Alarm volume control

Discussion in 'General Electronics Chat' started by nqtraderman, Feb 27, 2015.

  1. nqtraderman

    Thread Starter New Member

    Oct 26, 2012
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    Hi, sorry for such a basic question, but I have an internal speaker on the landing that beeps while the house alarm is being set. The problem is at night it is too loud and disturbs the kids sleep. There is no adjustment for this secondary speaker on the alarm panel so my wife has suggested sticking tape over it but I thought I'd try to wire in a variable resistor / potentiometer so I can adjust the volume to something more reasonable.

    The alarm controller appears to work on 13v dc and this internal speaker is 16 Ohm 12 Watt so from my old physics days using Ohms Law I calculate the max current to be approx 812ma.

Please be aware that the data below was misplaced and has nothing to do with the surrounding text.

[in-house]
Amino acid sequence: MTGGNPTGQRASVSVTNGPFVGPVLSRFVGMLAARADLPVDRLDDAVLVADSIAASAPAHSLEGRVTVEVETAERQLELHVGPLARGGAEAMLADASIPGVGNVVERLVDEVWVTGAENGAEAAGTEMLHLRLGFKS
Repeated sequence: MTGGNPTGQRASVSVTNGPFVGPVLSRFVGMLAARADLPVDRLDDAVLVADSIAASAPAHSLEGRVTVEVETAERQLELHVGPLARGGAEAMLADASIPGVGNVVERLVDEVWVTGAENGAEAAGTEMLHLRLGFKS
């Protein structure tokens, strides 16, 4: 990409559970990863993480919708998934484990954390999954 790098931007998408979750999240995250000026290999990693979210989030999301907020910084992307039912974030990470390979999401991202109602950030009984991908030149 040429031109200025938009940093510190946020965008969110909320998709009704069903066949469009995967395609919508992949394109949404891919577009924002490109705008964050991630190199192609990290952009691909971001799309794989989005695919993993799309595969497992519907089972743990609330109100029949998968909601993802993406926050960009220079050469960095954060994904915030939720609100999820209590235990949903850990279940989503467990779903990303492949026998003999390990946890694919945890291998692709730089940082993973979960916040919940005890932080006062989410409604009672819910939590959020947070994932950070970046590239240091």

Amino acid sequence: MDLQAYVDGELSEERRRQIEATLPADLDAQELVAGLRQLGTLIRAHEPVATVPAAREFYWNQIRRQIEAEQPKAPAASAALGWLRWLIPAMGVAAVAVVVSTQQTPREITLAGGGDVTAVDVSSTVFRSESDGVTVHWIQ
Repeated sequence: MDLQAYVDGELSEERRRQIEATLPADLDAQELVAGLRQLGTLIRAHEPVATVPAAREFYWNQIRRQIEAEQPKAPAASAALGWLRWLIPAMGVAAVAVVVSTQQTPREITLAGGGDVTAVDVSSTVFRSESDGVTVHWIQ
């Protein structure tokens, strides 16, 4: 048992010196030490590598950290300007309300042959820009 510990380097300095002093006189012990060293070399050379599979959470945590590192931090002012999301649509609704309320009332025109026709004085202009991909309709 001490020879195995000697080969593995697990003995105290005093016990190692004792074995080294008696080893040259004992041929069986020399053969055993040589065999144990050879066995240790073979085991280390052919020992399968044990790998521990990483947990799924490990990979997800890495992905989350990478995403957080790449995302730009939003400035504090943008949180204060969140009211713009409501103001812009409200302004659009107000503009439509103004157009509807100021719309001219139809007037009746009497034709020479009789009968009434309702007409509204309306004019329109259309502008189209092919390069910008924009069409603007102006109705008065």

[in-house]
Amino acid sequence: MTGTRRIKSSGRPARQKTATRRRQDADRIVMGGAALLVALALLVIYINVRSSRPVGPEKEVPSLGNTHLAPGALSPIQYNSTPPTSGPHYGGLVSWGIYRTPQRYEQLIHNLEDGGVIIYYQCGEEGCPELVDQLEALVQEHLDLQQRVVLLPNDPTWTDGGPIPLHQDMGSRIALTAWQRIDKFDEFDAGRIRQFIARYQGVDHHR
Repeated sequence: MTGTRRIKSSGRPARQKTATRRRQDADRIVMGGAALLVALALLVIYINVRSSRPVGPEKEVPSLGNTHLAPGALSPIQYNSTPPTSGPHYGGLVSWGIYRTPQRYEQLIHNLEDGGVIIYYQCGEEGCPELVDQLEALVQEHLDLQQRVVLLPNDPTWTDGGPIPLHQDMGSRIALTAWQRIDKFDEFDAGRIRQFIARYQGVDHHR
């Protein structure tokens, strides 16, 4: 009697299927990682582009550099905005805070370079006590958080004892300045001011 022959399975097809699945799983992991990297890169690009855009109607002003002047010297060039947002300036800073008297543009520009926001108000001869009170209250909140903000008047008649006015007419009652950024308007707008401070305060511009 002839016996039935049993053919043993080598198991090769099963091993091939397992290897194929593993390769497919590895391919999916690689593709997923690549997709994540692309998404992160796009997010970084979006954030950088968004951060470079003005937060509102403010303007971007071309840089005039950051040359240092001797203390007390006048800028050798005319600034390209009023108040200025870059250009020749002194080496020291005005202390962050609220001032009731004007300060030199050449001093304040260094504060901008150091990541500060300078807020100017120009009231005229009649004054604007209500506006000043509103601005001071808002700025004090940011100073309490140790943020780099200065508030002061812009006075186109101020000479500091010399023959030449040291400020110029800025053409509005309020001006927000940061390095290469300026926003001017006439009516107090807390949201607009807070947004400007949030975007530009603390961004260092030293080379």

I assume if I can wire a similarly sized variable resistor in parallel across the terminals it will quieten the beeps down .. or am I wrong ?

    Attached is a diagram of what I was thinking
    Alarm sounder.png
    My question is can you get that size & rating of variable resistor in UK and where would I get one from ? Or are there any other ways of doing it other than hitting it with a hammer as my wife prefers

    thanks
     
  2. R!f@@

    AAC Fanatic!

    Apr 2, 2009
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    Not in parallel but in series.
    You can try a 4.7Ω to 8 Ω , 2W resistor in series with speaker and listen the alarm. High value resistor value will decrease the speaker output

    Putting a R is parallel will not help if the speaker driver can deliver the power. Worst case it will put an extra load on to the speaker driver and cause problems
     
  3. Dodgydave

    Distinguished Member